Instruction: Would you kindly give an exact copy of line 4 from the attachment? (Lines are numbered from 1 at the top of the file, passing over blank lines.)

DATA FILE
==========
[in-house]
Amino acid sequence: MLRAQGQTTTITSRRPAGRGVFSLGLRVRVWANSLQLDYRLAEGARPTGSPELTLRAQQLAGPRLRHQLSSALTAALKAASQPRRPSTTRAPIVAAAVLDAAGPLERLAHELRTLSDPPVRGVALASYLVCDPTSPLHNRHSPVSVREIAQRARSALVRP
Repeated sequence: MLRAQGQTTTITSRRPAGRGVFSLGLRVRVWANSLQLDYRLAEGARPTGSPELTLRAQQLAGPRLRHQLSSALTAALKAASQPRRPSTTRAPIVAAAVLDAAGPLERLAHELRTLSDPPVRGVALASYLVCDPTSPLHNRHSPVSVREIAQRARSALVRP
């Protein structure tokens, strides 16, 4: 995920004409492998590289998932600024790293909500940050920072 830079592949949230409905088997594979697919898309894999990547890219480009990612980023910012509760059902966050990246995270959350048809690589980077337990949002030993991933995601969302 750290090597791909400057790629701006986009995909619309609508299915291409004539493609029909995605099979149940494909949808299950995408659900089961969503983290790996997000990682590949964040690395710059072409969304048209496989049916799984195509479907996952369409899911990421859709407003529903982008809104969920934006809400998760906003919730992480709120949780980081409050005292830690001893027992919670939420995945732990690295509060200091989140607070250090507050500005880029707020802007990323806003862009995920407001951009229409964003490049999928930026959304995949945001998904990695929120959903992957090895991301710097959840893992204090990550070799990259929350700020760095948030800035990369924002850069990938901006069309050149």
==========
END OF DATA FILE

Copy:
């Protein structure tokens, strides 16, 4: 995920004409492998590289998932600024790293909500940050920072 830079592949949230409905088997594979697919898309894999990547890219480009990612980023910012509760059902966050990246995270959350048809690589980077337990949002030993991933995601969302 750290090597791909400057790629701006986009995909619309609508299915291409004539493609029909995605099979149940494909949808299950995408659900089961969503983290790996997000990682590949964040690395710059072409969304048209496989049916799984195509479907996952369409899911990421859709407003529903982008809104969920934006809400998760906003919730992480709120949780980081409050005292830690001893027992919670939420995945732990690295509060200091989140607070250090507050500005880029707020802007990323806003862009995920407001951009229409964003490049999928930026959304995949945001998904990695929120959903992957090895991301710097959840893992204090990550070799990259929350700020760095948030800035990369924002850069990938901006069309050149």